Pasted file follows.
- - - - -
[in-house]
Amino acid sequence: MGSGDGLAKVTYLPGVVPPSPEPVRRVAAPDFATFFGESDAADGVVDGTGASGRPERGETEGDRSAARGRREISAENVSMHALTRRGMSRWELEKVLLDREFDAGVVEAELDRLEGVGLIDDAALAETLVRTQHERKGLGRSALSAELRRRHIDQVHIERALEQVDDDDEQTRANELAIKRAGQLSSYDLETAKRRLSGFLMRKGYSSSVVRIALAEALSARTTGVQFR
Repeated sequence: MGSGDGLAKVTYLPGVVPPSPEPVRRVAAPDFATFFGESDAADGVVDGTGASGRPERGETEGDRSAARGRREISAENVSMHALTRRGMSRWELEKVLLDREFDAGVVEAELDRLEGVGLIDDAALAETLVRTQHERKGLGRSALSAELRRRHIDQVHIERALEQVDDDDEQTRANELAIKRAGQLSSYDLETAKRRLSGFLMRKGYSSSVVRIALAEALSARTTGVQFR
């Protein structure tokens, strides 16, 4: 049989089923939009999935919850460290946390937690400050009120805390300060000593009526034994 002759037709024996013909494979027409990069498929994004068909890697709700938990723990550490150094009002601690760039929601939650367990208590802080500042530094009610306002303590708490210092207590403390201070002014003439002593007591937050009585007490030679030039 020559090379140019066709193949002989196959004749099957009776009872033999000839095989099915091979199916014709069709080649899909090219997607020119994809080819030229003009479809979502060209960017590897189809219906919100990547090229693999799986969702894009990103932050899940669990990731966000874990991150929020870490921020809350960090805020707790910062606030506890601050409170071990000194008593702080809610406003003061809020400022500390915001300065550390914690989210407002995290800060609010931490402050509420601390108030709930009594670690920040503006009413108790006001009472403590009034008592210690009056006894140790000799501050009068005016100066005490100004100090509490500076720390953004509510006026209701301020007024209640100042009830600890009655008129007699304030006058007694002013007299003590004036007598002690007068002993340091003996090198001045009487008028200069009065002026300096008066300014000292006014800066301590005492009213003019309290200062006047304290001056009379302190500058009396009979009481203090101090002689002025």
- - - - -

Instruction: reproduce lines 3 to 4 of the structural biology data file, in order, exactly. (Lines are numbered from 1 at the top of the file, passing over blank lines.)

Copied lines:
Repeated sequence: MGSGDGLAKVTYLPGVVPPSPEPVRRVAAPDFATFFGESDAADGVVDGTGASGRPERGETEGDRSAARGRREISAENVSMHALTRRGMSRWELEKVLLDREFDAGVVEAELDRLEGVGLIDDAALAETLVRTQHERKGLGRSALSAELRRRHIDQVHIERALEQVDDDDEQTRANELAIKRAGQLSSYDLETAKRRLSGFLMRKGYSSSVVRIALAEALSARTTGVQFR
């Protein structure tokens, strides 16, 4: 049989089923939009999935919850460290946390937690400050009120805390300060000593009526034994 002759037709024996013909494979027409990069498929994004068909890697709700938990723990550490150094009002601690760039929601939650367990208590802080500042530094009610306002303590708490210092207590403390201070002014003439002593007591937050009585007490030679030039 020559090379140019066709193949002989196959004749099957009776009872033999000839095989099915091979199916014709069709080649899909090219997607020119994809080819030229003009479809979502060209960017590897189809219906919100990547090229693999799986969702894009990103932050899940669990990731966000874990991150929020870490921020809350960090805020707790910062606030506890601050409170071990000194008593702080809610406003003061809020400022500390915001300065550390914690989210407002995290800060609010931490402050509420601390108030709930009594670690920040503006009413108790006001009472403590009034008592210690009056006894140790000799501050009068005016100066005490100004100090509490500076720390953004509510006026209701301020007024209640100042009830600890009655008129007699304030006058007694002013007299003590004036007598002690007068002993340091003996090198001045009487008028200069009065002026300096008066300014000292006014800066301590005492009213003019309290200062006047304290001056009379302190500058009396009979009481203090101090002689002025």